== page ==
Indian Temple Town Tense Over Threatened Hindu Rally

Fearing outbreak of sectarian violence, authorities impose heavy security and make arrests

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Burhaan Kinu / Hindustan Times via Getty Images

An old woman walks amidst high security on Aug. 28, 2013 in Ayodhya, India

Heavy security was in force at Ayodhya in Uttar Pradesh (UP) in northern India Friday, as Hindu right wing group Vishwa Hindu Parishad (VHP) vowed to defy a state government ban to gather in the town.

The demonstrators are planning to renew their calls for the building of a temple at the controversial Babri Masjid-Ram Janmbhoomi site.

In December 1992, a large crowd of Hindu activists destroyed the 16th-century Babri mosque in Ayodhya, claiming that the site was the birthplace of Lord Rama. The demolition resulted in months of communal riots between Hindus and Muslims, in which at least 2000 people lost their lives.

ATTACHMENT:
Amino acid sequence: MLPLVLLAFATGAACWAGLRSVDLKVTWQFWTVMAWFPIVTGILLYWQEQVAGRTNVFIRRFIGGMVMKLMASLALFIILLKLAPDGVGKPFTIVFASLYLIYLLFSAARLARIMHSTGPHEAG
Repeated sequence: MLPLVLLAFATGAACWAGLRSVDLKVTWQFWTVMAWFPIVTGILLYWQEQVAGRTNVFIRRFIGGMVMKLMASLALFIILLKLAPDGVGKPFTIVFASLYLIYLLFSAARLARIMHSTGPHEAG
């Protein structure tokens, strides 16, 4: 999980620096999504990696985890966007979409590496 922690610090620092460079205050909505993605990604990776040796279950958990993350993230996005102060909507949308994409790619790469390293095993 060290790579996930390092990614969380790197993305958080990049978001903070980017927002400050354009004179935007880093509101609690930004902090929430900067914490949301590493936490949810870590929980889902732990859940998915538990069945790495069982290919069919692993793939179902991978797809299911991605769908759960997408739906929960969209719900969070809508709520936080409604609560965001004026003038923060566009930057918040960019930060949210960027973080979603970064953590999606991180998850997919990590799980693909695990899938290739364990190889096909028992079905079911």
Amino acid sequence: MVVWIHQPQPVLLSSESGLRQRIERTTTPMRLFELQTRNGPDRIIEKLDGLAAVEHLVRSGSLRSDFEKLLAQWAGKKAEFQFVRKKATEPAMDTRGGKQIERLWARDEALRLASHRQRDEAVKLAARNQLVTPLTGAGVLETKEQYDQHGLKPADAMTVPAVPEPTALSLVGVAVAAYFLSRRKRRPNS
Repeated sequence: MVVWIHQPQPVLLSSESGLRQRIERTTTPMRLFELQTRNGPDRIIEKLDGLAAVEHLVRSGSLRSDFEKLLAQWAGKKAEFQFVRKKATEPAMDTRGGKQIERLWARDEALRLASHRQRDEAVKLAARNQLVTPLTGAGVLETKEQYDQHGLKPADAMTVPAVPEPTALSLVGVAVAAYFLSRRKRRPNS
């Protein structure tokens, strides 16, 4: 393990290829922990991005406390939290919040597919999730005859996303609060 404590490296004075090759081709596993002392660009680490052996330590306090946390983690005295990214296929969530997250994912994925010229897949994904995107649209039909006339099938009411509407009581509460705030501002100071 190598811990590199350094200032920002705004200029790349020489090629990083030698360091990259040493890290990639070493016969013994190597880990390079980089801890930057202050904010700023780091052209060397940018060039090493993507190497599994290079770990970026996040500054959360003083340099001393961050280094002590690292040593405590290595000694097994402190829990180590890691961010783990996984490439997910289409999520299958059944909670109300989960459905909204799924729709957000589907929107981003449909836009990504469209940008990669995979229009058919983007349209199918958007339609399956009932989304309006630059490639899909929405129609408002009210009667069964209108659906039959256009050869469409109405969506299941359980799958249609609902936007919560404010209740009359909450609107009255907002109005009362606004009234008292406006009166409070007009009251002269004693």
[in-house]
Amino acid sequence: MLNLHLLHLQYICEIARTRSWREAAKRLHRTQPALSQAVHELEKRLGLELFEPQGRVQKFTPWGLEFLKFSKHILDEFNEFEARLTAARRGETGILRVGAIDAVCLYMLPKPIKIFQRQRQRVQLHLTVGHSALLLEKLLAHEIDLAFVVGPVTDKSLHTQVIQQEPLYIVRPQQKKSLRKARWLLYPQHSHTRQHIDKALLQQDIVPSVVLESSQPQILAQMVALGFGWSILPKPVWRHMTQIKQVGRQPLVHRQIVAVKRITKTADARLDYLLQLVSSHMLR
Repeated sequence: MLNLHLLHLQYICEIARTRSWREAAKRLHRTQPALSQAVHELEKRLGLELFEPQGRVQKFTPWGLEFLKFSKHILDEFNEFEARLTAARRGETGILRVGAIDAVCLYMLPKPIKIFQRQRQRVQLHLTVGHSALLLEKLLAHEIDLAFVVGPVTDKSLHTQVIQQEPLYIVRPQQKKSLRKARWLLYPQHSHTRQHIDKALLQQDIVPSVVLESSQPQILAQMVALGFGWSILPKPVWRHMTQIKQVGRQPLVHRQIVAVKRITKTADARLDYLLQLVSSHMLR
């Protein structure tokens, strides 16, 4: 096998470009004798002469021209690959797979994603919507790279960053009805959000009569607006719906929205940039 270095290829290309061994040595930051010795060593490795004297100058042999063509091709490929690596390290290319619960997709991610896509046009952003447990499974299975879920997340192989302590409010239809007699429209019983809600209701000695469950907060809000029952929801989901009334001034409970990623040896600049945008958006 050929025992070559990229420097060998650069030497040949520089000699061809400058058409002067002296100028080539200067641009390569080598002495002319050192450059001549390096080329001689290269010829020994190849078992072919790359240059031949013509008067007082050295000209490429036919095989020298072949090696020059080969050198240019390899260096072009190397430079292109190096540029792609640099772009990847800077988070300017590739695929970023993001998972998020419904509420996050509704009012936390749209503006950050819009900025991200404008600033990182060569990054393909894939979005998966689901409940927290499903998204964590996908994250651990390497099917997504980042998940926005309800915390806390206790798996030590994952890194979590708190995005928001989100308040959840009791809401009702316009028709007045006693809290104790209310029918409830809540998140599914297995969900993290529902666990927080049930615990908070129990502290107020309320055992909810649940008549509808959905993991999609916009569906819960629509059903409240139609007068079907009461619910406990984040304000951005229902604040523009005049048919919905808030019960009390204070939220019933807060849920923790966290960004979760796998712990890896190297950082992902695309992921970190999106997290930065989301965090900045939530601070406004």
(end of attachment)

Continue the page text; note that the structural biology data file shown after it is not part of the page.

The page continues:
Fearing a similar communal flare up, the UP government has arrested more than a thousand people and put prominent VHP leaders under house arrest and deployed security forces on the streets of Ayodhya.

India’s opposition Bharatiya Janata Party (BJP) earlier on Friday slammed the UP government for banning the VHP rally calling it “vote bank politics” and alleging that Chief Minister Akhilesh Yadav was trying to turn the state into Muslim-majority Pakistan.

The VHP is a part of the Sangh Parivar, an umbrella group of Hindu nationalist organizations headed by the right-wing group Rashtriya Swayam Sevak Sangh (RSS). In 2009, the RSS was indicted as the chief architect of the demolition of the Babri mosque by the Liberhan Commission report.

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